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Legends & Legacies: 1880s bicycling beginnings in Aspen

Tim Willoughby
Legends & Legacies
William Martin, champion of the six-day bicycle rider of the world, 1891.
Library of Congress

The Aspen Times noted in 1884, “The bicycle rider is said to be like a South American state, because he is always on the brink of a revolution.”

Acceptance was slow, and by the 1880s they had been around for decades, but you can see why just looking at the photo of one. Before gears were added they were direct drive and to have any speed the wheel had to be large making bicycles tall and riders far above the ground. They were hard to mount, although a horse was just as high. They flipped over easily, both forward and backward. Rocky roads added more complications. 

Bicycle rider accidents made the papers almost weekly. At the same time there was fascination for the new transportation mode.



An 1883 account told the story of a Colorado miner whose mine, the Spondulix, was over 2,600 feet in elevation from the camp below. A fellow miner was injured and the rider volunteered, because “it would be swifter than on horse down the slope” to fetch the doctor. It was nighttime, but with good moonlight the rider flew down the rocky road and soon his brake broke, leaving him “nothing to do but stick to the saddle and take my chances.” Part way down he saw the lantern of a teamster heading his way. Fortunately, the teamster left just enough room on the mountainside of the road for him to pass. He made it to the doctor’s office having covered the nine miles in the unbelievable time of 13 minutes.

A well-known rider, C.C. Hopkins, organized a two-day demonstration at Aspen’s Rink Opera House. He scheduled a closing demonstration, a race against a roller skater, F.A. Morton from Denver. At the time the building doubled as a roller rink and performance hall. The plan was for a one-mile race, but after a few laps the biker could not negotiate the sharp turns that the roller skater could, so the race ended before he crashed.




Bicycle racing attracted interest, and locals followed races and records even though few in Aspen had bicycles. The first advertisement by a dealer wasn’t until 1889 for a Velociped bicycle at George F. Higgins and Company Sporting Goods, but it was in Denver, not Aspen.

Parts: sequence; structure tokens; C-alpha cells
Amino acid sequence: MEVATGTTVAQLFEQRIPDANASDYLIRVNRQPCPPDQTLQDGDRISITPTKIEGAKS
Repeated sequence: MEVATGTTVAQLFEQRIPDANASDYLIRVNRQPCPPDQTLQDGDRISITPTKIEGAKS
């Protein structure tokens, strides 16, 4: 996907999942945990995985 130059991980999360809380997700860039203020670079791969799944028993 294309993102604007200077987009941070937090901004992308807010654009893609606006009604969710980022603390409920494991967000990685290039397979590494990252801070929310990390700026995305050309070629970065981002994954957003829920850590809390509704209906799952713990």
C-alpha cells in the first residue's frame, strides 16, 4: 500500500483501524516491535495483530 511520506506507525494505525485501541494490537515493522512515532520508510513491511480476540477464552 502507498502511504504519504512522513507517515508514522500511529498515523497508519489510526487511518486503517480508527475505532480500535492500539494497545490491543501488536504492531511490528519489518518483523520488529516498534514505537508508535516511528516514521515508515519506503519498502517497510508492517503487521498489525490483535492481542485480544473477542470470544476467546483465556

An example was when Frank Dingley broke the bicycle record going 100 miles in five hours and 28 minutes, about 11 1/2 minutes faster than the English record. In 1888 at the Hartford World Championships, a Mr. Rowe clocked a mile in 3 minutes and 34.75 seconds.

The best-known local rider was Rev. Beavis, a Presbyterian minister who was established in the hierarchy of his church on the state level. His major local activity, to stop youth smoking, led to his founding the Boys’ Anti-tobacco Battalion. It appears he took up riding for health reasons. In 1888 he biked around the Fort Collins area and then rode all the way from Denver to Aspen.

Aspen closed out the 1880s with a bicycle tournament at Athletic Park. It featured the U.S. champion team that included three women. The star was Wilbur F. Knapp, who was billed as the champion of the world. In 1888 he set a world record riding 40 miles in two hours in England. He rode a Penny-Farthing bicycle, also known as a high-wheel, that was made of metal not wood and had rubber tires. He was dubbed a “high-wheeler.”

The finale of the tournament was a one-mile race between Knapp and a local trotting horse named Ambush. It was a close race to the end with Knapp squeezing ahead in the final 30 yards.

You may be interested in knowing that high-wheelers became popular in England during the recent pandemic. A warning if you are inclined to try it out — they are very expensive bicycles.

Tim Willoughby’s family story parallels Aspen’s. He began sharing folklore while teaching at Aspen Country Day School and Colorado Mountain College. Now a tourist in his native town, he views it with historical perspective. Reach him at redmtn2@comcast.net.

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